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Is Algal Biofuel A Lost Cause?

As algal biofuels fall out…

Green Futures

Green Futures

This article originally appeared in Green Futures magazine. Green Futures is the leading international magazine on environmental solutions and sustainable futures, published by Forum for…

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Amber Light for Greener Flight: Lufthansa’s Extended Biofuel Project

Keen-to-be-greener airlines really do want biofuel to fly. Lufthansa was set to start using it from April, for a six month trial period, in a 50/50 mix with kerosene on its Hamburg to Frankfurt run. The company was keen to chalk this up as a first for a scheduled passenger service, after a spate of successful in-flight tests. These tests were carried out over the last two years with various biofuel blends by half a dozen operators around the world, along with the US military.

Lufthansa had anticipated approval by now from ASTM International, the regulatory standards body. But it’s having to hold its horses, apparently because engine makers like Boeing want more test data to make sure their warranties won’t be compromised in any way.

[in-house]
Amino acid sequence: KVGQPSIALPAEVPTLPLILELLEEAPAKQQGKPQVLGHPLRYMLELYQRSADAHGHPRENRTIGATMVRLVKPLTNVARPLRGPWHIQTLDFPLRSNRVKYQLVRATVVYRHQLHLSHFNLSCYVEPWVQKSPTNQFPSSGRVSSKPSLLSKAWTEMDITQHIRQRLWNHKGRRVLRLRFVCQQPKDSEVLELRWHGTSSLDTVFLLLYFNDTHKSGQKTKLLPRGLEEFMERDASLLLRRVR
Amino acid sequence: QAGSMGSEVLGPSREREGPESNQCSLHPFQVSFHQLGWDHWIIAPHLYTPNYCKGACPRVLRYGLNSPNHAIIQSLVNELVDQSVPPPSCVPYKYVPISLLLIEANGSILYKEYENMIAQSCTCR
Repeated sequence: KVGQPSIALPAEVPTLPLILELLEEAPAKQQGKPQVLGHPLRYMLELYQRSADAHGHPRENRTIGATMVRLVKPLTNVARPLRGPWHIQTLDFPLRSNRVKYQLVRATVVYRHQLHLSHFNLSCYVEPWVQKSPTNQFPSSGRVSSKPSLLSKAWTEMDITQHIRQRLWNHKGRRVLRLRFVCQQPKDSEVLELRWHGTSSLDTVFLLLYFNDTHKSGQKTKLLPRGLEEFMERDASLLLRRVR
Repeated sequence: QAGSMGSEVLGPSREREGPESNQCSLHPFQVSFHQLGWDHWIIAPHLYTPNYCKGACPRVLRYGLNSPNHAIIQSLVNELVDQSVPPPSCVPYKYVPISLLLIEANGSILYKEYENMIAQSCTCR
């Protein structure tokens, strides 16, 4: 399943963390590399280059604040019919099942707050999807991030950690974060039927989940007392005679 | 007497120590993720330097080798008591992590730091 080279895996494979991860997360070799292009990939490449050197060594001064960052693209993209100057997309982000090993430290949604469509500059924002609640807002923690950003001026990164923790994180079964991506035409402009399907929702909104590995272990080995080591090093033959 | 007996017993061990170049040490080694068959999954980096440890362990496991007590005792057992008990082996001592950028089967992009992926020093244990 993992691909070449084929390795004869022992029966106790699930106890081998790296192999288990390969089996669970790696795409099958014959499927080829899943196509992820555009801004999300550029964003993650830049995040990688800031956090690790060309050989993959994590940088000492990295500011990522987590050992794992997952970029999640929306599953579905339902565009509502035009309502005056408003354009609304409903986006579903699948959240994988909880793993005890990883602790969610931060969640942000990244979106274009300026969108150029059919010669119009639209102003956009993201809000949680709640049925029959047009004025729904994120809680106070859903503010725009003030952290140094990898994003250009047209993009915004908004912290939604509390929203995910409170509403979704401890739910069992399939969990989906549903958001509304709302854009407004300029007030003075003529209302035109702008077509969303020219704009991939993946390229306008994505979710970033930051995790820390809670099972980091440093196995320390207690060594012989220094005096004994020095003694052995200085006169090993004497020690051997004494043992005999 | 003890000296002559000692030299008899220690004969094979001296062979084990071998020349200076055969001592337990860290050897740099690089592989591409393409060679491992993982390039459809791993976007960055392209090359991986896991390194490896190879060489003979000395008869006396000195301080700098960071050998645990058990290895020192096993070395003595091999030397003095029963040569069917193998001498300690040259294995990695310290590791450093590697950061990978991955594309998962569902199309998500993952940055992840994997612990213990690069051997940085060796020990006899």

As a result, prospective investors in aviation biofuels are holding back too. But investment is needed to ramp up the sustainable production of biofuels to anything like commercial scale. Not to mention the logistical challenge of making biofuel blends available on tap at airports around the world. There’s also the cost question to contend with. Tom Enders of Airbus reportedly estimates that biofuels are currently 25 times more expensive than aviation kerosene. As soon as ASTM gives the nod to what’s technically known as hydrotreated renewable jet (HRJ) fuel, Lufthansa can start gathering experience. It will be using supplies from Finnish company Neste Oil, derived from vegetable oil, in an Airbus A321 plane, and closely monitoring the effects in terms of performance, pollution, soot, maintenance and so on. The six-month project, at an estimated cost of €6.6 million, is predicted to save 1,500 tonnes of CO2 emissions.

By. Roger East

This article originally appeared in Green Futures magazine.  Green Futures is the leading international magazine on environmental solutions and sustainable futures, published by Forum for the Future.  Its aim is to demonstrate how a sustainable future is both practical and desirable – and can be profitable, too.




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